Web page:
As a longtime political hobbyist, I cannot help but be excited by the promised tabling of legislation in Parliament, which will end the prohibition on recreational use of cannabis in Canada.
Without question, it will have different meaning to different people. For some, it is the next step in a lifetime of social activism, and perhaps social disobedience. For others, it creates uncertainty, as medical cannabis users see their medicine move from a therapeutic product to a vice. The list of stakeholders is long, and concerns about how this new intoxicant will affect healthcare, insurance and other traditional Canadian businesses are legitimate.
That said, I see this through a different lens.
Politics have been at the forefront of my entire career. I am fascinated by watershed moments in public policy. We are about to see one. This once-in-a-lifetime event will be the end of prohibition for a product Canadians are already consuming in droves.
At the risk of being proved wrong in a few short days, I thought I would lay out a series of predictions on what will be contained in the forthcoming legislation, but with a twist. I will set my own biases aside and look specifically at the politics of the issue, using the statements made by politicians themselves as key indicators of what to expect.
In other words, I am going to dive deeper into politician speak, what do these master communicators’ key messages really mean when they speak on the topic of cannabis reform.
“Legalize, regulate, and restrict access to marijuana for recreational purposes” -Liberal Party of Canada 2015 general election
This line, often repeated by Prime Minister Justin Trudeau and his most senior Liberal Party officials and candidates, set in motion a policy process that is the first of its kind for a G7 or G20 country. Regardless of how you personally feel about cannabis legalization, this is significant and monumental.
Notwithstanding, this line is widely misinterpreted by the Canadian population. The quote has been interpreted as creating a wild west of cannabis consumption, and unleashing an unrestricted free market that will legally allow marijuana to be sold everywhere in Canada. Grow what you want, sell it where you want, and consume it whenever and wherever you want. This seems to be the interpretation of many in the industry, as well as consumers and even some politicians who disagree with Trudeau and his team.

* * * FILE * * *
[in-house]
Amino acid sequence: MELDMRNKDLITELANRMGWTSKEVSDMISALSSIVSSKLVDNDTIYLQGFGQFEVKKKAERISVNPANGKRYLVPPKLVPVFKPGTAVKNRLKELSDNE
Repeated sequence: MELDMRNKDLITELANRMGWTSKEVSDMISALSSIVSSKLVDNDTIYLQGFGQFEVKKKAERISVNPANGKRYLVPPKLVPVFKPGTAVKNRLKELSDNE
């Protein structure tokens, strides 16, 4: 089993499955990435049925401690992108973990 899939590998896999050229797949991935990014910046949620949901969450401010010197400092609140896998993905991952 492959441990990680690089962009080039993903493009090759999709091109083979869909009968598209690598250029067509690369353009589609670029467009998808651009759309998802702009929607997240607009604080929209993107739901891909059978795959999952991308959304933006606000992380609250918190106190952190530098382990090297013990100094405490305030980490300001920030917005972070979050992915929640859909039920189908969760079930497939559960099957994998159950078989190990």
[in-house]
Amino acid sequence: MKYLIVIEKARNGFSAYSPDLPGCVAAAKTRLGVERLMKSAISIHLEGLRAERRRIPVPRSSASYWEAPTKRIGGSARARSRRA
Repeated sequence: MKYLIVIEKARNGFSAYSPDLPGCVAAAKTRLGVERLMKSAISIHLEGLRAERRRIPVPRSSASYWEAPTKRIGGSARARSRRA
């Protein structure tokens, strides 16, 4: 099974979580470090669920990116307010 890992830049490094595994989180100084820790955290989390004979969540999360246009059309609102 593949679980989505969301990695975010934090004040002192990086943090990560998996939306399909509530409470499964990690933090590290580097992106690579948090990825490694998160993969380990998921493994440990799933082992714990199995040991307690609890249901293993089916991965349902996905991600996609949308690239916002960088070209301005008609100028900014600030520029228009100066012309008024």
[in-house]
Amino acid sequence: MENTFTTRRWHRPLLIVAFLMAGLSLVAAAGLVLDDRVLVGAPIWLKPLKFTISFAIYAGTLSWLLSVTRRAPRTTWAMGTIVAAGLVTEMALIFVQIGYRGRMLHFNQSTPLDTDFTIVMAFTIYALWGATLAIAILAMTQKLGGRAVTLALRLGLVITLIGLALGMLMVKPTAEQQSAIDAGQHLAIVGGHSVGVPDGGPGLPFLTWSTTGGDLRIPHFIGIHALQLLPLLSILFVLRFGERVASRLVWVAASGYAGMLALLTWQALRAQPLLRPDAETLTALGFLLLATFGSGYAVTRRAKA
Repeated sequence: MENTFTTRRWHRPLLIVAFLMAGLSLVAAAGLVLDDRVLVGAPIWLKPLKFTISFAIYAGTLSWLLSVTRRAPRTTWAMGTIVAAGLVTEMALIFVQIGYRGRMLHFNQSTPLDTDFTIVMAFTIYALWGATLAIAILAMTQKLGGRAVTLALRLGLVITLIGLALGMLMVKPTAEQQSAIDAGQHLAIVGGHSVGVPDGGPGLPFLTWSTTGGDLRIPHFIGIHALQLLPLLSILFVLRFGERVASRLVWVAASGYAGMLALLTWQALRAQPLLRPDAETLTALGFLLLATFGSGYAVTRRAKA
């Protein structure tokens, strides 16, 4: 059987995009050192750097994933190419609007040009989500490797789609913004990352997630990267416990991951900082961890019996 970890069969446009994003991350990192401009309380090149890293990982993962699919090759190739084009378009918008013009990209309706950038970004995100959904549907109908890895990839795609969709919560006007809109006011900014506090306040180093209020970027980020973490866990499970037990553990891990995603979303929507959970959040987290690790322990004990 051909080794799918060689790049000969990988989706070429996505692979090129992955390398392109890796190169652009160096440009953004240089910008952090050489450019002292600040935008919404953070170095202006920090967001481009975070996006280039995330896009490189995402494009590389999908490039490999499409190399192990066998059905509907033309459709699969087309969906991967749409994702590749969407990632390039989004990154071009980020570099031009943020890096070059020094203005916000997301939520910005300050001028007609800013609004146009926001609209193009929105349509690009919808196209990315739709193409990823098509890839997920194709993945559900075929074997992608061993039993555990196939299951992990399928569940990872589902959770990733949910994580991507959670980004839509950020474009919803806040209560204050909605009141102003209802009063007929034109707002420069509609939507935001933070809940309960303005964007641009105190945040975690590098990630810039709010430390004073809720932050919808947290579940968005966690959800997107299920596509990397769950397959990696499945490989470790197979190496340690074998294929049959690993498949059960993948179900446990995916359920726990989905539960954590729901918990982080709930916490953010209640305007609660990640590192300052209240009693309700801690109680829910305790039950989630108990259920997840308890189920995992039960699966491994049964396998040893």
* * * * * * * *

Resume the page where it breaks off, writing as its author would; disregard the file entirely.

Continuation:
Students of politics see that phrase much differently. Notice how “Canadian” the commitment is. It is actually saying that the goal of the policy on recreational use is to encourage Canadians to consume less cannabis than they do now. And for those who do choose to consume it, the government wants to ensure that the product is safer than it is currently. The government actually wants to make it harder for young people to get their hands on cannabis, not easier for the population at large to consume.
Many people will be disappointed when the legislation is tabled next week, for the simple reason that they misunderstand the stated, public goals of the government.
The production model articulated by the task force report caused a significant amount of concern among cannabis advocates when the Honourable Anne McClellan’s report was released. Many in the community saw it as a “corporate cannabis” takeover of what was traditionally a community-centric approach to the plant. Students of politics, however, could have easily predicted a licensed producer (LP) approach to cannabis. The “Canadian way” is always to ensure testing and consumer safety.
The takeaway from this is not that the product currently consumed outside of the LP model is unsafe, but rather that Canada and Canadians are programmed from an early age to look to government for a seal of approval on consumer goods, consciously or unconsciously. Again, this should not have come as a surprise. Back in January 2016 Bill Blair, MP was quoted as saying: